Using the recipe at Mahanandi as a guide.
Nothing different from what we usually do for upma. Nothing different to account for the cracked wheat – heavier, larger, less processed grains. 4 cups of water though, for a cup of cracked wheat. Regular Rava does not need this much.
I will fry the cracked wheat a bit …. Also will add roasted peanuts ….
Here goes nothing.
The proof of the pudding
Just finished the making, and the eating. Very promising. Passed the smoke test – I could eat it without any accompaniments.
- I used the cracked wheat from the Indian store – Swad brand.
- One medium-sized yellow onion.
- One Roma tomato
- All of one green pepper (only it was red)
- 3/4 inch diameter, and length, ginger, chopped into thin strips
- a handful of peanuts, which I roasted.
- Salt, and Olive oil
- I did not have any of the dhals for seasoning, nor even cumin. Only had mustard seeds.
I followed the Mahanandi recipe pretty closely. I did not roast the cracked wheat. And I was not my usual timid self with the salt.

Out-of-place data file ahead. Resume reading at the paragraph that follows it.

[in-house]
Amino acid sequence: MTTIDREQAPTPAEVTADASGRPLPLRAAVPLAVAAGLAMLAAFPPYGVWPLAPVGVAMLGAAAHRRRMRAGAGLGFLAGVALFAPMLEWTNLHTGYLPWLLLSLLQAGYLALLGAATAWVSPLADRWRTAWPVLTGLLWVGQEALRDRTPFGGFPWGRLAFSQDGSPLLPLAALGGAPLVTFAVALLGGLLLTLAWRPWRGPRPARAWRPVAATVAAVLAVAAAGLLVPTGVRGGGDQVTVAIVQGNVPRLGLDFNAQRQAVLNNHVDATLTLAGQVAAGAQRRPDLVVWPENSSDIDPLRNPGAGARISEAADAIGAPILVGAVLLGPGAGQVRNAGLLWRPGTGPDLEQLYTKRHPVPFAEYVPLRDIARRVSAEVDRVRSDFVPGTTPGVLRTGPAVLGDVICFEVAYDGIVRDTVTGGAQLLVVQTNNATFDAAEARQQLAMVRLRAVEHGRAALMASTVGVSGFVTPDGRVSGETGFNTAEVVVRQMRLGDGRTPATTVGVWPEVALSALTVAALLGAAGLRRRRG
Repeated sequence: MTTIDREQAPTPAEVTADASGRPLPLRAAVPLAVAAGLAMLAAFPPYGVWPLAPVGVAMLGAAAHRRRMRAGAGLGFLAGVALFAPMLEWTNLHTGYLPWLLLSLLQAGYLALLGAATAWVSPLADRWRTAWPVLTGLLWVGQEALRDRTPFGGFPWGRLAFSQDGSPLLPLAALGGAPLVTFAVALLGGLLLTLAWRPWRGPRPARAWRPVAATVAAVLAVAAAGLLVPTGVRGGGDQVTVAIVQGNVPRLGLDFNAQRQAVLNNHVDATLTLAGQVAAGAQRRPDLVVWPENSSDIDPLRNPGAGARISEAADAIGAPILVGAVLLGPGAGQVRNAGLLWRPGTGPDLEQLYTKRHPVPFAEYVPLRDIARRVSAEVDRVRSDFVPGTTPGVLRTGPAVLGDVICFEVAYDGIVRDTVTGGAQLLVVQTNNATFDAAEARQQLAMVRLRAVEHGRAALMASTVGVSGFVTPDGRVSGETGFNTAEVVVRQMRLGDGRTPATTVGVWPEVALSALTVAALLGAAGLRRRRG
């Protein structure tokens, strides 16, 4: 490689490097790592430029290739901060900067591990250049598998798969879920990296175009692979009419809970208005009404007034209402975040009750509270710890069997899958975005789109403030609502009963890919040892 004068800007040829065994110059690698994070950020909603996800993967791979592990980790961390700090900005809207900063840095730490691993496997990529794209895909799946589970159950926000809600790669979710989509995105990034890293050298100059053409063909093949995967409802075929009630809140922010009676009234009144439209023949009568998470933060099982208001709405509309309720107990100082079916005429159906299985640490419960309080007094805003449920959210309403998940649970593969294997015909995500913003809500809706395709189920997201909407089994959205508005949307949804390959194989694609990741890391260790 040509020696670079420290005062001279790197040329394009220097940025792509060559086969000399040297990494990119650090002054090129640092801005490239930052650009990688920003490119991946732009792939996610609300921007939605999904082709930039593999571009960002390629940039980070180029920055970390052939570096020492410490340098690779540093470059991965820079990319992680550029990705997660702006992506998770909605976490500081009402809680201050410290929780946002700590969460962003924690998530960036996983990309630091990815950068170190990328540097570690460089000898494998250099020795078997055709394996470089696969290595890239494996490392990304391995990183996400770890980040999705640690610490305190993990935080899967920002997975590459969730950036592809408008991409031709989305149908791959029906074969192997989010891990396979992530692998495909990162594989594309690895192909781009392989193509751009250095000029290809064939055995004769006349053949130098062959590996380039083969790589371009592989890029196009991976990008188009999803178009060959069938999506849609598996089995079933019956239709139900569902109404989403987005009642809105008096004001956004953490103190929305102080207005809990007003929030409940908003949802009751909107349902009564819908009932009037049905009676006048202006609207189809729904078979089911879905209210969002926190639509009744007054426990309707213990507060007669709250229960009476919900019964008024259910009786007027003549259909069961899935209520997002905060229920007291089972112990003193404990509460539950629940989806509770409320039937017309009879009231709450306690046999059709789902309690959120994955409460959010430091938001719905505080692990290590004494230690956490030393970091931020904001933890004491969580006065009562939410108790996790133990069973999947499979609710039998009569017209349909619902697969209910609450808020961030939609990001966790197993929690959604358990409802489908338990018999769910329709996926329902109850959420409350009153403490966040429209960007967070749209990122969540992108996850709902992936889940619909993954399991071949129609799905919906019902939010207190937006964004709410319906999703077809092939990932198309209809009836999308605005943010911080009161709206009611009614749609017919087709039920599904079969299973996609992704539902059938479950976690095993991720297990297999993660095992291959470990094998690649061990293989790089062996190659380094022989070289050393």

One cup of uncooked cracked wheat, produced an astounding amount of upma – enough for a light breakfast for 4 to 6 people. How economical! Perfect for people that have to watch the budget – cheap, voluminous, and healthy.
For one person, I would just use half a cup. Throw vegetables in, and even this will make enough for a 3 light meals, I think.
What will this taste like cold? How to best heat it? Don’t know.
The grains, when cooked, were huge. Very rice like. I think this is a viable substitute for rice. I am thinking we could even serve it at dinner, like they do jeera rice. How to make jeera cracked wheat?
Next time, I will try adding garlic, and maybe spinach or methi. This will make it more palau like, and perhaps more appropriate for lunch, or dinner.